According to a 2017 report by the Migration Policy Institute, about 32 percent of young children in the United States are dual language learners (children from birth through age 8 with a parent who speaks a language other than English at home). In 2017, the National Academies Press released a consensus report, Promoting the Educational Success of Children and Youth Learning English: Promising Futures, that examines decades of research on English learners and recommends that federal and state policies follow the example set by Head Start and provide “specific evidence-based program guidance, practices, and strategies for engaging and serving dual language learners and their families.” The report includes examples of those practices. Several case studies and profiles published by New America’s DLL/EL team provide examples of what it takes to develop professional learning opportunities for early educators working with dual language learners.

Ruby Takanishi and Suzanne Le Menestrel, eds., Promoting the Educational Success of Children and Youth Learning English: Promising Futures (Washington, DC: National Academies Press, 2017). Available at

Maki Park, Anna O’Toole, and Caitlin Katsiaficas, Dual Language Learners: A National Demographic and Policy Profile (Washington, D.C.: Migration Policy Institute, October 2017).  Available at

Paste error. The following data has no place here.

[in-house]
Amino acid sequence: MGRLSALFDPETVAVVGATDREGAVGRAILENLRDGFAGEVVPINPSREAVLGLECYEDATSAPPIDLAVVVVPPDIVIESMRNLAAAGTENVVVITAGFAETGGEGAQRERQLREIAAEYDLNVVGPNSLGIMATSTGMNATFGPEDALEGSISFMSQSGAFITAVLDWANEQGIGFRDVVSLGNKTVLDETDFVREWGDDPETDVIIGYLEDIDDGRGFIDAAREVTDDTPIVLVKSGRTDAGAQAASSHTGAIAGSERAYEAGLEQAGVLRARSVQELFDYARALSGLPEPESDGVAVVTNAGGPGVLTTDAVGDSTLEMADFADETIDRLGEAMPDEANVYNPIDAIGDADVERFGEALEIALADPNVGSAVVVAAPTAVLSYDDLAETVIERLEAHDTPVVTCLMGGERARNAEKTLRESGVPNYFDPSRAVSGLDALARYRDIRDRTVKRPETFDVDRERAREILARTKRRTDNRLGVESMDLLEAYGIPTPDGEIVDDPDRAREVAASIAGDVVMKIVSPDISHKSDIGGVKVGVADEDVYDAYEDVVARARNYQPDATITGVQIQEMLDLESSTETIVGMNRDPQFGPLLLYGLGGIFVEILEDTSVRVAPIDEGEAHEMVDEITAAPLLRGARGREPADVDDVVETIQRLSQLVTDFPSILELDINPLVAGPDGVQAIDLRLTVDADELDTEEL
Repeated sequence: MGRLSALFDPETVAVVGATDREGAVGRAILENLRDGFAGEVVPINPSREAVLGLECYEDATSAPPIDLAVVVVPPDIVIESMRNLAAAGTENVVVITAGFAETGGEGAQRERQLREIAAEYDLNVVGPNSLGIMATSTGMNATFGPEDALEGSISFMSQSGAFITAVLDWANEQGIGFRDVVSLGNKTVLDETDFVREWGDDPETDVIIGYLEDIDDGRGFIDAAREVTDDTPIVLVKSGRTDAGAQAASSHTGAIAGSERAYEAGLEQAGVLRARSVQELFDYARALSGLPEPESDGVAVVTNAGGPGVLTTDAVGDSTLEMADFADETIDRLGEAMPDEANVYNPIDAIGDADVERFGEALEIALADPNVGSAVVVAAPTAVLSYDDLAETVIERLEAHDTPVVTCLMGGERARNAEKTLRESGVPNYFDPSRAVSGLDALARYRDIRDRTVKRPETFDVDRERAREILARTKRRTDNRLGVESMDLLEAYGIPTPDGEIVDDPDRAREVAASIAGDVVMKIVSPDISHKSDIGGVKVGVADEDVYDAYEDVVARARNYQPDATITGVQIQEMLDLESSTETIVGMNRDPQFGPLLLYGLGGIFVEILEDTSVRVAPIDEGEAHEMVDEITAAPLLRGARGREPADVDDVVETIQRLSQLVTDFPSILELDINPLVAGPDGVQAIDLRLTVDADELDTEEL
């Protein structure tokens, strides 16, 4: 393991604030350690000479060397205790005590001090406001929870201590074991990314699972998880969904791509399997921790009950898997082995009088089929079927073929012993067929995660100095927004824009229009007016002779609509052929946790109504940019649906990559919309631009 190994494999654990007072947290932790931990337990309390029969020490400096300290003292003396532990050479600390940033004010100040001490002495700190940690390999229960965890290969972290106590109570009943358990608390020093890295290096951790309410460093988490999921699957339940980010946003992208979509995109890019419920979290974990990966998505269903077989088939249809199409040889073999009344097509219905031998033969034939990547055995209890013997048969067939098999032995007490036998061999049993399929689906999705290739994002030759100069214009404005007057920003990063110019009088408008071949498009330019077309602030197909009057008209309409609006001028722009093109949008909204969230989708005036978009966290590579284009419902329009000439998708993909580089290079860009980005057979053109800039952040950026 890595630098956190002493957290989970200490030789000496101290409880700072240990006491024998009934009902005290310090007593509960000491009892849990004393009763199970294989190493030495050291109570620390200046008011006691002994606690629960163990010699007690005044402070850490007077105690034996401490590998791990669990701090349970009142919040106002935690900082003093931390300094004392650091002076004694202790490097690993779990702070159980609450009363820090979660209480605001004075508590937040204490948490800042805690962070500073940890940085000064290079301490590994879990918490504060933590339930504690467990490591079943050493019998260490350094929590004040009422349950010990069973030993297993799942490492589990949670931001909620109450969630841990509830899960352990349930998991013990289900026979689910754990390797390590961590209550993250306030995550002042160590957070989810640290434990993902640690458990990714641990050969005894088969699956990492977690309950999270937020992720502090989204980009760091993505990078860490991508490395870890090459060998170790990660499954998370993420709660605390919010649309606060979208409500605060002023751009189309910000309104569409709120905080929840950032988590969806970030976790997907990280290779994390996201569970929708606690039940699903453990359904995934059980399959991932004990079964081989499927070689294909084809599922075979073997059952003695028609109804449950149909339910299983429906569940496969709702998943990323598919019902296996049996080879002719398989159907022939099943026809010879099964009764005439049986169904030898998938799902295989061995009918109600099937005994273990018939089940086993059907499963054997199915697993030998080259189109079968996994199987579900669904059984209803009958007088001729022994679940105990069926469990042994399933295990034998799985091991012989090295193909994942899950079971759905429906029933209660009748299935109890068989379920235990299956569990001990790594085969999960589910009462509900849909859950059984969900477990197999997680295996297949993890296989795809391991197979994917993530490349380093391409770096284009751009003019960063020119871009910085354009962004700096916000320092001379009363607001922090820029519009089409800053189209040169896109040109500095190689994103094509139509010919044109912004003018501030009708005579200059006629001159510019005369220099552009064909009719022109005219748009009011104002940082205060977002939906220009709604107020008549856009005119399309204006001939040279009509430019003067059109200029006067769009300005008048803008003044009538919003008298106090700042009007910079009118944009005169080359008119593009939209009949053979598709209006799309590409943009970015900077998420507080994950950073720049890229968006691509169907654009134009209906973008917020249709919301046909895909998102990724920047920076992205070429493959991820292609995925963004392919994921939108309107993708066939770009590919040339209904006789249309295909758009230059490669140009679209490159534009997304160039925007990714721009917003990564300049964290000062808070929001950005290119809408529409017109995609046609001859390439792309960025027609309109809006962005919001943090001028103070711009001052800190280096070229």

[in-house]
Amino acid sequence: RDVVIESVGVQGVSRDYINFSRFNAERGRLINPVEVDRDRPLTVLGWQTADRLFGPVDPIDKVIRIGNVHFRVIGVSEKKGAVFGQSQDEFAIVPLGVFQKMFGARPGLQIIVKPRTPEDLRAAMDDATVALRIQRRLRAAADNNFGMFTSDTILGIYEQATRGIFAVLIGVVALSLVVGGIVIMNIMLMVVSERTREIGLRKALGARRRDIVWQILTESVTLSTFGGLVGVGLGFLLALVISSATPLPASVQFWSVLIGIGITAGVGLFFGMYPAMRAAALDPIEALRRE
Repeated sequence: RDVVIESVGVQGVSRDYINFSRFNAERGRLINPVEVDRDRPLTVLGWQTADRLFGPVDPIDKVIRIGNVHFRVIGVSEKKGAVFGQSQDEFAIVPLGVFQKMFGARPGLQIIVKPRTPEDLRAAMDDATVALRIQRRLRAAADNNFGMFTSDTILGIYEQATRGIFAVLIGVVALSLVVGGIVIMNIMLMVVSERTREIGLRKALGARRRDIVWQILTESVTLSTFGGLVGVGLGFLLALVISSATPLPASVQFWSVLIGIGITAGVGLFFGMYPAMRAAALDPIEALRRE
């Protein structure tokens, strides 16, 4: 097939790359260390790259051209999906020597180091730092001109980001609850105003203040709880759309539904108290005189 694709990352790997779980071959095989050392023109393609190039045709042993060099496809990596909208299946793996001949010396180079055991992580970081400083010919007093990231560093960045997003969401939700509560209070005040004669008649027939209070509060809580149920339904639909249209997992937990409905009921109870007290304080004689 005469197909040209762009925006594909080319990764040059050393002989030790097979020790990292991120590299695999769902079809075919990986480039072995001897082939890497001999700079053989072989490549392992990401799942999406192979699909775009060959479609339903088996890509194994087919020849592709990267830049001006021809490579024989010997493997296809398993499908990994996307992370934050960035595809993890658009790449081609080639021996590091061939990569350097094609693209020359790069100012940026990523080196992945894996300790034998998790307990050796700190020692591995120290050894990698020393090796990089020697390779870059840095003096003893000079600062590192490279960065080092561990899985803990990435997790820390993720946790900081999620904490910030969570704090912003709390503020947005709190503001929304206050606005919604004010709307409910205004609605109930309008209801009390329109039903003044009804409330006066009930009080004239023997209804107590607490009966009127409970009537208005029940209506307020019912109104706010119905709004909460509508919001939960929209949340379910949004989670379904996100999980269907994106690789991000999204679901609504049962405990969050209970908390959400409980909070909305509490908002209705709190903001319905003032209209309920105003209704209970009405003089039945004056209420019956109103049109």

For New America’s reports on supporting dual language learners, go to

In 2018, New America released a report profiling five promising in-service programs that are incorporating multiple aspects of high-quality professional learning across five states. Each program covers different content, though each is specific to early educators. While all programs incorporate aspects of quality, such as being ongoing, encouraging reflective practice, and providing coaching, their program designs are unique to fit the needs of their community.

Abbie Lieberman, Shayna Cook, and Sarah Jackson, Extracting Success in Pre-K Teaching: Approaches to Effective Professional Learning Across Five States (Washington, DC: New America, 2018). Available at  


A 2017 paper by Bellwether Education Partners analyzed the existing research on coaching in early childhood education as it is becoming more commonplace. Research shows that well-implemented coaching can positively impact educator practice and child outcomes. But the author stresses that not all coaching models have proven to be effective. Effective coaching tends to be expensive and time-intensive compared to other forms of professional learning.

Bonnie O’Keefe, Primetime for Coaching: Improving Instructional Coaching in Early Childhood Education (Washington, DC: Bellwether Education Partners, 2017). Available at